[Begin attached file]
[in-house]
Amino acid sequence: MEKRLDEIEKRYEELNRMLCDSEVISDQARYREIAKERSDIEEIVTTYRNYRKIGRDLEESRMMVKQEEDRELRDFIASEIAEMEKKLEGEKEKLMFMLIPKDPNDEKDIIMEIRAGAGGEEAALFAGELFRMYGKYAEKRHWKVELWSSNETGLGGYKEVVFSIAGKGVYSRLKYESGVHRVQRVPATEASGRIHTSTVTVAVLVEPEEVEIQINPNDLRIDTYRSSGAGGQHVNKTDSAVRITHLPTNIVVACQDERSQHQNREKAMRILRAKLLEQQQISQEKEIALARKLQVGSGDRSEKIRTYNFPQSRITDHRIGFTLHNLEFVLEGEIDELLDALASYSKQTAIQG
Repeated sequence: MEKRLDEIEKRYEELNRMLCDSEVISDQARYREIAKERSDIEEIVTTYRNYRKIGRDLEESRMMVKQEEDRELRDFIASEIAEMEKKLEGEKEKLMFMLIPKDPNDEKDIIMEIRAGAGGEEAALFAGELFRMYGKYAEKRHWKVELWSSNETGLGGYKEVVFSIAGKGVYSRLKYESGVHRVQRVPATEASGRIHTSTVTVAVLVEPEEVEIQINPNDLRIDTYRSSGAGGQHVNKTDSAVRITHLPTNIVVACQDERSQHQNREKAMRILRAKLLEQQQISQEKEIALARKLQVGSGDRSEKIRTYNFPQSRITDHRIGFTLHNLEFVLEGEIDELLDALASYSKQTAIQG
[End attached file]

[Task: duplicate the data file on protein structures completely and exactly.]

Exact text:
[in-house]
Amino acid sequence: MEKRLDEIEKRYEELNRMLCDSEVISDQARYREIAKERSDIEEIVTTYRNYRKIGRDLEESRMMVKQEEDRELRDFIASEIAEMEKKLEGEKEKLMFMLIPKDPNDEKDIIMEIRAGAGGEEAALFAGELFRMYGKYAEKRHWKVELWSSNETGLGGYKEVVFSIAGKGVYSRLKYESGVHRVQRVPATEASGRIHTSTVTVAVLVEPEEVEIQINPNDLRIDTYRSSGAGGQHVNKTDSAVRITHLPTNIVVACQDERSQHQNREKAMRILRAKLLEQQQISQEKEIALARKLQVGSGDRSEKIRTYNFPQSRITDHRIGFTLHNLEFVLEGEIDELLDALASYSKQTAIQG
Repeated sequence: MEKRLDEIEKRYEELNRMLCDSEVISDQARYREIAKERSDIEEIVTTYRNYRKIGRDLEESRMMVKQEEDRELRDFIASEIAEMEKKLEGEKEKLMFMLIPKDPNDEKDIIMEIRAGAGGEEAALFAGELFRMYGKYAEKRHWKVELWSSNETGLGGYKEVVFSIAGKGVYSRLKYESGVHRVQRVPATEASGRIHTSTVTVAVLVEPEEVEIQINPNDLRIDTYRSSGAGGQHVNKTDSAVRITHLPTNIVVACQDERSQHQNREKAMRILRAKLLEQQQISQEKEIALARKLQVGSGDRSEKIRTYNFPQSRITDHRIGFTLHNLEFVLEGEIDELLDALASYSKQTAIQG